An hour lost on the bottleneck is an hour lost on the entire system;
An hour gained on a non-bottleneck is a mirage’
There isn’t a more grave mistake than to equate non-constraint with non-important. On the contrary, due to the dependencies, if you ignore a non-constraint it can impact the constraint to the extent that the performance of the entire system severely deteriorates.
What is important to notice is that the prevailing notion that “more is better” is correct only for the constraints, but it is not correct for the vast majority of the system elements—the non-constraints. For the non-constraints, “more is better” is correct only up to a threshold, but above this threshold, more is worse.
This threshold is dictated by the interdependencies with the constraints and therefore it cannot be determined if you examine the non-constraint in isolation. For the non-constraints, local optimum is not equal to the global optima; more on the non-constraints does not necessarily translate to better performance of the system.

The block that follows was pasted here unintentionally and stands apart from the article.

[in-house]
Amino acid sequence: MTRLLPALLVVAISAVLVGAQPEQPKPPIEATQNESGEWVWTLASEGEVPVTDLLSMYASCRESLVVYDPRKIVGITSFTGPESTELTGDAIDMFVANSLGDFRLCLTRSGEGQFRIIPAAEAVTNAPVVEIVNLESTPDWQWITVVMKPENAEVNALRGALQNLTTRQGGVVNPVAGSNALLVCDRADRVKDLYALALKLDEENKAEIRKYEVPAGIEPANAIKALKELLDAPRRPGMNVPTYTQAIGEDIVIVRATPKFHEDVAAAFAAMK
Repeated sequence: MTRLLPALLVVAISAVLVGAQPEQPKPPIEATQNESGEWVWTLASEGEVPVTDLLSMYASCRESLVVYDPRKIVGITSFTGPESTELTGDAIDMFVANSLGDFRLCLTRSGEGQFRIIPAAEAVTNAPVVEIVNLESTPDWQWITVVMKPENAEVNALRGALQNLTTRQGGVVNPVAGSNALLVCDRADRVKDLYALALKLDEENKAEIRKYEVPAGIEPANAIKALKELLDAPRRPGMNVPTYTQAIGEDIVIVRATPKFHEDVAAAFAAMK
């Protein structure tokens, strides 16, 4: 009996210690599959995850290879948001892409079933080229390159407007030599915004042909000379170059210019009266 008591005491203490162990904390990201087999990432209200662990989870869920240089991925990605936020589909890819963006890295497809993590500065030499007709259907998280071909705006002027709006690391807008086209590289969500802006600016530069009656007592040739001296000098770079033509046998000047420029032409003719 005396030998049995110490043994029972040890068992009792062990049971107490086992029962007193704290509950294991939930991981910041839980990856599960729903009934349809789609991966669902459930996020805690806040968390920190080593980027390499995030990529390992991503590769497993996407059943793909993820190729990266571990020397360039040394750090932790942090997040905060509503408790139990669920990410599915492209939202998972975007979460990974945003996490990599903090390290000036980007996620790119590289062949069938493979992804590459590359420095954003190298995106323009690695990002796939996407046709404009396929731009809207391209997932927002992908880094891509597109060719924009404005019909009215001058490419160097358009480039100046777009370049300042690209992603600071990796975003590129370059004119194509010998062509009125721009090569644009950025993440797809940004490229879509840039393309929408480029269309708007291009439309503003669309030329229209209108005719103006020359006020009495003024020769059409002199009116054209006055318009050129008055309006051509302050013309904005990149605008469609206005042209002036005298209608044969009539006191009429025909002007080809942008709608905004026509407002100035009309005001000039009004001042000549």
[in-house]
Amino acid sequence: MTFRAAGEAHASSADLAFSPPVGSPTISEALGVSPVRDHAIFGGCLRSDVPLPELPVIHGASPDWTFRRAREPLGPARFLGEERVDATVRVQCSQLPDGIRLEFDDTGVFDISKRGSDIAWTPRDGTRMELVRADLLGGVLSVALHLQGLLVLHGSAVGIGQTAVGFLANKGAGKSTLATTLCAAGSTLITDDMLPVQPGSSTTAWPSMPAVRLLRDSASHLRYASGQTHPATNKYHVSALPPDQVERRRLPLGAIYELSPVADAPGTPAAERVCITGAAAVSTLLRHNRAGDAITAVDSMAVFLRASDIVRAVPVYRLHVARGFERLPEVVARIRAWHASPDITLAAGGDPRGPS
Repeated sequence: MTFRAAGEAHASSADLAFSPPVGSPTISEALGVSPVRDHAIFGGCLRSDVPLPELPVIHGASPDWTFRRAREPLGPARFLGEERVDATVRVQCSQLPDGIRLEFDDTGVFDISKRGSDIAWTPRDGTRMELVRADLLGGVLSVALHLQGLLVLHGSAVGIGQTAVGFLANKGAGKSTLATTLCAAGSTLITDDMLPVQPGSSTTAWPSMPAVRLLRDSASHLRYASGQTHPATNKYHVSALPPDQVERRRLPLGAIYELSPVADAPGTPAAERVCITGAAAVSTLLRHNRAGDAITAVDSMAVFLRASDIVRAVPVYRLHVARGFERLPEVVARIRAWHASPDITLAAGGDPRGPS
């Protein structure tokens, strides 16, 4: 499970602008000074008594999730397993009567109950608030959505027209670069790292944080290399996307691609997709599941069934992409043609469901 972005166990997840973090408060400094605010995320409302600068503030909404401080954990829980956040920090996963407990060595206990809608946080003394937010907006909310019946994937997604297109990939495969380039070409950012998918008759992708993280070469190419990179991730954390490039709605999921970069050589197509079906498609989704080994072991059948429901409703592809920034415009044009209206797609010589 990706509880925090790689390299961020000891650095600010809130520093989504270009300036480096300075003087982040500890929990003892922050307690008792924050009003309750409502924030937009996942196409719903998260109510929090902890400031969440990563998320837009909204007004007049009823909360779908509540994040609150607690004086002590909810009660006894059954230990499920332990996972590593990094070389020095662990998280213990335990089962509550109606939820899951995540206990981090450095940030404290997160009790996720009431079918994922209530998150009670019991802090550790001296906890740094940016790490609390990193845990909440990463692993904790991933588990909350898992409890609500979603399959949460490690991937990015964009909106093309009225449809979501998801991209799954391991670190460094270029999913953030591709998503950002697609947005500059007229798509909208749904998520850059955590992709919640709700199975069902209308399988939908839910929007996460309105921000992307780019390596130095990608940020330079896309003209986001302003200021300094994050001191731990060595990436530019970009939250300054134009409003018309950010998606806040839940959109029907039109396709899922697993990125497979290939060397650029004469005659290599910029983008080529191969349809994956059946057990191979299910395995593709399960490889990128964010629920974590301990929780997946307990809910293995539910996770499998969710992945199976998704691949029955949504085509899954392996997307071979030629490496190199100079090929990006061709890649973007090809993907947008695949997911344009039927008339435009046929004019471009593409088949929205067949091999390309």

We now recognize that the vast majority of the elements of a system are non-constraints. We also recognize that for non-constraints more might not be better but worse. So, what must be the unavoidable result of following the prevailing notion that more is better?
The number one reason for not doing what should be done is doing what should not be done. We don’t have a choice but to define focus more narrowly: do what should be done AND don’t do what should not be done. Learn more about Theory of constraints based solution.